Binomial Coefficient with One

From ProofWiki
Jump to navigation Jump to search


$\forall r \in \R: \dbinom r 1 = r$

where $\dbinom r 1$ denotes a binomial coefficient.

The usual presentation of this result is:

$\forall n \in \N: \dbinom n 1 = n$


From the definition of binomial coefficients:

$\dbinom r k = \dfrac {r^{\underline k} } {k!}$ for $k \ge 0$

where $r^{\underline k}$ is the falling factorial.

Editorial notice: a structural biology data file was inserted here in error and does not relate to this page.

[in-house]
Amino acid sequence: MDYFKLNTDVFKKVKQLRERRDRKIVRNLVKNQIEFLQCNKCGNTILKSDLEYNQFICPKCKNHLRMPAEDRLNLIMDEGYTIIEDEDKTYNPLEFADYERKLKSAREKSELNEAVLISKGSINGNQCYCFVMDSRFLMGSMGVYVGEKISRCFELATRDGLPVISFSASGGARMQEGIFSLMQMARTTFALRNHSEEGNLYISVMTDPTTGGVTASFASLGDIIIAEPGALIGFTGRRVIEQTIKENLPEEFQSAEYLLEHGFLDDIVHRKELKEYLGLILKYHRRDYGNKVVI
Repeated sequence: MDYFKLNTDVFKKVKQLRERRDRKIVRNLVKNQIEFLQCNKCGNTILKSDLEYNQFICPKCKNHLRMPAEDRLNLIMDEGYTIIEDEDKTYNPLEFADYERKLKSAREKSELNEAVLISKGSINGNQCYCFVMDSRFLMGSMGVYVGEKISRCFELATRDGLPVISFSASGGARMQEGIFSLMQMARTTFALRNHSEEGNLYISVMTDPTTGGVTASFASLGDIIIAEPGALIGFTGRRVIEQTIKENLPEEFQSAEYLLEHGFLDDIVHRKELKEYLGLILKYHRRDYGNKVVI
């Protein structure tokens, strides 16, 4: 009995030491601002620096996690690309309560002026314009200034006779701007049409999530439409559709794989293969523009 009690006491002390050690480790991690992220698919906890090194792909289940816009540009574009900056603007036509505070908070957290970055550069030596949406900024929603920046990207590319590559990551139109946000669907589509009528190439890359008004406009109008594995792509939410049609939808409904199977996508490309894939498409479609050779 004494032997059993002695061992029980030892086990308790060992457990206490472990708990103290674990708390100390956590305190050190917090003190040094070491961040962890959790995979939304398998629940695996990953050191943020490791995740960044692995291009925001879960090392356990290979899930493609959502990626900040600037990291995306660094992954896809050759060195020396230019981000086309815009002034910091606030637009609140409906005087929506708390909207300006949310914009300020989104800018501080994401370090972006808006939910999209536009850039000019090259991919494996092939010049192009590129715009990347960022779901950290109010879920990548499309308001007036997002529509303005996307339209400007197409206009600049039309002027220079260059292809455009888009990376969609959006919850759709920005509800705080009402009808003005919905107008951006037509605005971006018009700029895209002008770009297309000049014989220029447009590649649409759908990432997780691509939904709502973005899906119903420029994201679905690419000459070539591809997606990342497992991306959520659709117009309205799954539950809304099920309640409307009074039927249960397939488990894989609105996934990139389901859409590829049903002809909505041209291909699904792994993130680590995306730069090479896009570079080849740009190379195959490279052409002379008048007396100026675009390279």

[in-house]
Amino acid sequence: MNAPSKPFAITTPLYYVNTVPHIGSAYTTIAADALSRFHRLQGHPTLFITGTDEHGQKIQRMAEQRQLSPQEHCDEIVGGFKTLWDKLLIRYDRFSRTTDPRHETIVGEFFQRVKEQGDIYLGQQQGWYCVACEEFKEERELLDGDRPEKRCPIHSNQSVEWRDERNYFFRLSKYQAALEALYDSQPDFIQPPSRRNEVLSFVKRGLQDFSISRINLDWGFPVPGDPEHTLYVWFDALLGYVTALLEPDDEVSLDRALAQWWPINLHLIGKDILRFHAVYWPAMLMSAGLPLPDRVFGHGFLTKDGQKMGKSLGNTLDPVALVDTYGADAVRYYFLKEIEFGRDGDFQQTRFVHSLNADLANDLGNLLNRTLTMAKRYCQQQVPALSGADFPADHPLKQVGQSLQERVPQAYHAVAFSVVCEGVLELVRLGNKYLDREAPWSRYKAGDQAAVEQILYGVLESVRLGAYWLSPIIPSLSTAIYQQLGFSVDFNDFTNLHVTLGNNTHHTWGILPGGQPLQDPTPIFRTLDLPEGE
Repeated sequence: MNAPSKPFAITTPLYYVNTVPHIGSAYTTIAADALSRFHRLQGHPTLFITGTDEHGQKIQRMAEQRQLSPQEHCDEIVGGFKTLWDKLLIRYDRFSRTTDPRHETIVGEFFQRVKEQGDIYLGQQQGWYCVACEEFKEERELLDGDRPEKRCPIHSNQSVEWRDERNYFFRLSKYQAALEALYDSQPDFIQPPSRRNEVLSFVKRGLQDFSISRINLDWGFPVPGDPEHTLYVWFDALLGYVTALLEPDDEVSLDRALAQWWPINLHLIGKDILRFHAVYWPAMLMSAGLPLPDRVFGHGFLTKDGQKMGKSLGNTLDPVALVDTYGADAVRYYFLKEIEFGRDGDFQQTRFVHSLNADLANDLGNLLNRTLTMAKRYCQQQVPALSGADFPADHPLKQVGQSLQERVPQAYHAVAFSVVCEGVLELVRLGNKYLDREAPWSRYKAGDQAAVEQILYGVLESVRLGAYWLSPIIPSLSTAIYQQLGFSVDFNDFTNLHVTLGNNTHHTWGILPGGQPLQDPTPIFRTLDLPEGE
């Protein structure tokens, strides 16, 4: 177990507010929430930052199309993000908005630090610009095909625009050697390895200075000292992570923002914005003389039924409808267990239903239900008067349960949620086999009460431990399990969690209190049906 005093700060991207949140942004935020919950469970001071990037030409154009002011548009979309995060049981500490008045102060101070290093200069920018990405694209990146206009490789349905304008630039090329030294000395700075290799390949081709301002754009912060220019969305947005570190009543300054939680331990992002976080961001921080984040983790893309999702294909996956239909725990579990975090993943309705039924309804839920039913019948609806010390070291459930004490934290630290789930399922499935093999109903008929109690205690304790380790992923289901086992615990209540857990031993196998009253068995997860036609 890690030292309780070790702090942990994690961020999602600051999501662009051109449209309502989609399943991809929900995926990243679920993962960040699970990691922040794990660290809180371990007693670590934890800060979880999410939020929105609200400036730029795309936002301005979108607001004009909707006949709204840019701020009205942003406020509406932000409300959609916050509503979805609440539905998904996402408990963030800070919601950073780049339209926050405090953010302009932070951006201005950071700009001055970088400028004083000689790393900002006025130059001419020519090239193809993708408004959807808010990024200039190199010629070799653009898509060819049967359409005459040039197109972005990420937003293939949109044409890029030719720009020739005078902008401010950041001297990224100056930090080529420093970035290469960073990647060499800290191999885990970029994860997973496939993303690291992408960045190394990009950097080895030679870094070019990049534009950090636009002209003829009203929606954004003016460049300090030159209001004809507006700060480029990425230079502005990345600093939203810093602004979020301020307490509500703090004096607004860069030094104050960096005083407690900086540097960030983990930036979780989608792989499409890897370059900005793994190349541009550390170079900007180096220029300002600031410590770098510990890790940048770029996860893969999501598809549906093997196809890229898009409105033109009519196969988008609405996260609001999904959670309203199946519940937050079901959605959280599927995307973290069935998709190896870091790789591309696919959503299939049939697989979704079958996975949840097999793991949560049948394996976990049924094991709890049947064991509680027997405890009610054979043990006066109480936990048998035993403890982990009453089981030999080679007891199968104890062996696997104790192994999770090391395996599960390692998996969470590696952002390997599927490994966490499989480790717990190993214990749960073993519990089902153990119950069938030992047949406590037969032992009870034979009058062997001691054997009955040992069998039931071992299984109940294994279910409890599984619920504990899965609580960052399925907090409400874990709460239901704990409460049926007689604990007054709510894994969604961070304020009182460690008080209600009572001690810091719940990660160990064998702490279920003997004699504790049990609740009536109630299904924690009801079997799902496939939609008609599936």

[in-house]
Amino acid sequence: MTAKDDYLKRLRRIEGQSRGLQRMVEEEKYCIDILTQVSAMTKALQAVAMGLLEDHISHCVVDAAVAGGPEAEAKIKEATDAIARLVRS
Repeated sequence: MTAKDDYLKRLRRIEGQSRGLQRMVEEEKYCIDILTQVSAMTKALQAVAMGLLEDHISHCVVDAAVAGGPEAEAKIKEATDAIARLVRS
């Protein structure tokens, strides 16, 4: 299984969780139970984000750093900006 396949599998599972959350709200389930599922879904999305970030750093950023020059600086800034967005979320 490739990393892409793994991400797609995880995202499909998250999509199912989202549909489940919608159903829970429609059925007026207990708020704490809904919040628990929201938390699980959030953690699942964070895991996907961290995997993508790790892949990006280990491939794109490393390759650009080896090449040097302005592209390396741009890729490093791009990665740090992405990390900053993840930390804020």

In turn:

$\ds x^{\underline k} := \prod_{j \mathop = 0}^{k - 1} \paren {x - j}$

But when $k = 1$, we have:

$\ds \prod_{j \mathop = 0}^0 \paren {x - j} = \paren {x - 0} = x$


$\forall r \in \R: \dbinom r 1 = r$


This is completely compatible with the result for natural numbers:

$\forall n \in \N: \dbinom n 1 = n$

as from the definition:

$\dbinom n 1 = \dfrac {n!} {1! \ \paren {n - 1}!}$

the result following directly, again from the definition of the factorial where $1! = 1$.


Also see